There has been a lot of consternation over markets this year, and with good reason. Between a trade war and rising rates, there has been a good deal to be nervous about. But in the last few weeks, something definitely changed, as exemplified by the Dow just recording its best month since January. Worries about the trade war have abated in the last couple of weeks, but the big question is whether recent gains are sustainable.
FINSUM: So on the question of sustainability of gains, big banks like Morgan Stanley, Citi, and Goldman Sachs have indicated this week that they think markets are destined for a near term correction. We aren’t so sure. We are suspicious of how prices have risen, but in this instance we are drawn to the old idea that markets love to climb a wall of worry.
Just a day after Citi and Goldman Sachs warned of a market correction, Morgan Stanley has gone on the record with an even more stark warning. The bank says that an even stronger correction than February is looming and that the selloff is is imminent and has “just begun”. MS says that we are in the midst of a “rolling bear market”, and that almost every sector has been de-rated. Investors are unprepared for the big losses in tech, and the market has little to look forward to. Morgan Stanley says the drop will be bigger than earlier this year “if it’s centered on Tech, Consumer Discretionary, and small caps, as we expect”.
FINSUM: This is an even more stern warning than what we ran yesterday, and more specific too. Tech is already having a meltdown, but what really caught our eye was the threat to small caps, which have been on a great run.
One of the largest banks on Wall Street has just gone on the record calling for a major equity market firestorm. In an unusual move, Citi questions the recent rise in stocks and contends that things may unravel quickly. “It may be that easing trade tensions and China’s policy response are comforting investors, but the move has the hallmarks of herd instincts at work”. Citi continued, “riding the tailwinds of easy policy and fiscal stimulus, but these drivers are failing. Meanwhile storm clouds are gathering and risks look biased to the downside”. Goldman Sachs seconded the views, saying that market gains had been too narrow and would lead to “large drawdowns”.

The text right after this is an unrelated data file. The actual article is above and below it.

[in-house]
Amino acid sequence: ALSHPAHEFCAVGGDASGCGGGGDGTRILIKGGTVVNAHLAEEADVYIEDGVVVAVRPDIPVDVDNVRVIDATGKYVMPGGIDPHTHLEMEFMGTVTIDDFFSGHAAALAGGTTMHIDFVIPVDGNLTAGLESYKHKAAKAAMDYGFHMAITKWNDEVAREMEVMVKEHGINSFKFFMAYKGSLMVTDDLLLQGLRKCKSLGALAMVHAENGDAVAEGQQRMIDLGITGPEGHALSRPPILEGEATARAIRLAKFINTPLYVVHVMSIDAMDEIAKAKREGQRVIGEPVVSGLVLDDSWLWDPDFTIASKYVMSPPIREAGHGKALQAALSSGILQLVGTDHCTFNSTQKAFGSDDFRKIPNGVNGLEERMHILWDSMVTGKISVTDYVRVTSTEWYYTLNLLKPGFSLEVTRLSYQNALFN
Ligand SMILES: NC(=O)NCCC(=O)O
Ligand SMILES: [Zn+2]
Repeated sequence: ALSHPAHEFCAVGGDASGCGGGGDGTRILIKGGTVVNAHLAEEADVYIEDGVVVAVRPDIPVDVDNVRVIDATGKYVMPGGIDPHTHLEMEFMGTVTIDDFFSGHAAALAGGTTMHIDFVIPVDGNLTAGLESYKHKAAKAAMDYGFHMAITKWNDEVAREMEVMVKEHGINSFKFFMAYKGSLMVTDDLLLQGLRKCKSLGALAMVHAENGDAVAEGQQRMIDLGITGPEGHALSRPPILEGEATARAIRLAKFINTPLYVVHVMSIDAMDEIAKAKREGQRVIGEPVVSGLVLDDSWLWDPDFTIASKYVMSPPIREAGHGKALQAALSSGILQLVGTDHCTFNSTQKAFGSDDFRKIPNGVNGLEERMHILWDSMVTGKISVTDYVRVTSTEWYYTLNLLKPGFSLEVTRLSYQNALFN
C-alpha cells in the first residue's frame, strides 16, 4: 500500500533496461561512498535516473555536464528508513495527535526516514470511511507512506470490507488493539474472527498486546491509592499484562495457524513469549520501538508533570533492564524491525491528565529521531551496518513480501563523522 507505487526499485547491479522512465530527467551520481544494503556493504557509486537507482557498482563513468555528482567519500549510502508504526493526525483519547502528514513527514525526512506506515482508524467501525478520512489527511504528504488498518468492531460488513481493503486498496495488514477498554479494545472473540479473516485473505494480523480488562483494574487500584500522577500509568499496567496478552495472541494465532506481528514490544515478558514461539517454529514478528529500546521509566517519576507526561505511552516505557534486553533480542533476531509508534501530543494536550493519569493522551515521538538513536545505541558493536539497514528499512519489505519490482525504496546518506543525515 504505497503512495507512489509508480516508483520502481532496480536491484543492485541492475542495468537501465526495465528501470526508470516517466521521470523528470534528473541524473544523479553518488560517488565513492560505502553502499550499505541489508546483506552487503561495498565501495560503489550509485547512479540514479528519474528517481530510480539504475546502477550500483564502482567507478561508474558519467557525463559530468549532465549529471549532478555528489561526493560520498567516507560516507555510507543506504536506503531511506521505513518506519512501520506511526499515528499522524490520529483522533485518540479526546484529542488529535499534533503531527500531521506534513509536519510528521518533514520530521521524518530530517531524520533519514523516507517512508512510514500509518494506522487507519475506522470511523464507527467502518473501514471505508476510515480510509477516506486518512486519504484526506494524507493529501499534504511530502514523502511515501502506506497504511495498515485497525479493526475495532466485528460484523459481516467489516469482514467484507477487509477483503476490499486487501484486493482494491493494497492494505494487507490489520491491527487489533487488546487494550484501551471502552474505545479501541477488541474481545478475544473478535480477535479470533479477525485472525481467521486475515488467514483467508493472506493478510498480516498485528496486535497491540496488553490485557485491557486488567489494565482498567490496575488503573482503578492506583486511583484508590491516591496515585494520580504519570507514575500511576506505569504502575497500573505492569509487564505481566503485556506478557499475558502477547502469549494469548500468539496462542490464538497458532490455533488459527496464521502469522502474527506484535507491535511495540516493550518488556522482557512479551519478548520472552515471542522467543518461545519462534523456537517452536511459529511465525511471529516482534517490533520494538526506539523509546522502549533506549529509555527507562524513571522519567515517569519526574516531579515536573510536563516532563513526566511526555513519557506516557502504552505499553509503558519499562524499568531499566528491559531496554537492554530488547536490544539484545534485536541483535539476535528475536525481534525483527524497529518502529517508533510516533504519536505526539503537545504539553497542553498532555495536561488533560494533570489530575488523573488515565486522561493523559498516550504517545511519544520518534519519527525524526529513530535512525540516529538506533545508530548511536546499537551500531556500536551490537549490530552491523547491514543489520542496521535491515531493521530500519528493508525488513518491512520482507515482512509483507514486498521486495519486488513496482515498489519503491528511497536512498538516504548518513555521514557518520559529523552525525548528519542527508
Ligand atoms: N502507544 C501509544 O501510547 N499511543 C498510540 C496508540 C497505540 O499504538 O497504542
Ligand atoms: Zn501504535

FINSUM: It has been quite puzzling that stock prices have moved higher and higher even as the trade war was looking worse and worse and the Fed continued to be committed to its tightening path. Sharp reversal coming?
The S&P 500 experienced a correction earlier this year, and since February, has been stuck in a rut. While the declines were not terribly deep, the doldrums were very long lasting. In fact, this was the longest correction (without a rebound or a fall into a bear market) since 1984. That meant the market was in correction for 115 straight sessions.
FINSUM: The market has finally regained some momentum, but it feels odd that stocks have been gaining in the face of largely negative trade war news. Then again, stocks love to climb a wall of worry.
You have heard it before, and while you might not want to, you need to hear it again. All signs point to the fact that ETFs will likely be the epicenter of the next big market blow up. Investors will be familiar with the argument that the “liquidity mismatch” between ETFs and underlying bonds is a big problem, but the reality is that this is also the case in stocks. While small caps and other less-liquid stocks pose a big threat to ETFs which track them, in a market downturn, even quite liquid shares might be set alight by forced panicked selling by ETFs. Bloomberg gives and an example “Imagine that one big investor in an ETF with, say, a 10 percent stake is forced to sell a large part its holding in a single day. There might not be ready buyers for such a large holding, causing the ETF to fall to a price below the value of the assets it owns. This price impact may be exaggerated, as ETF activity intensifies both upswings and downswings”.
FINSUM: The fact that there are also big risks in equities really opened our eyes. We knew about the bond liquidity issue, but the fact that it extends to both small and large cap equities is quite concerning. Then again, there is a fatalistic logic where this all makes sense: ETFs have been the big growth driver since the Crisis, so it makes sense they would be the epicenter of the next one.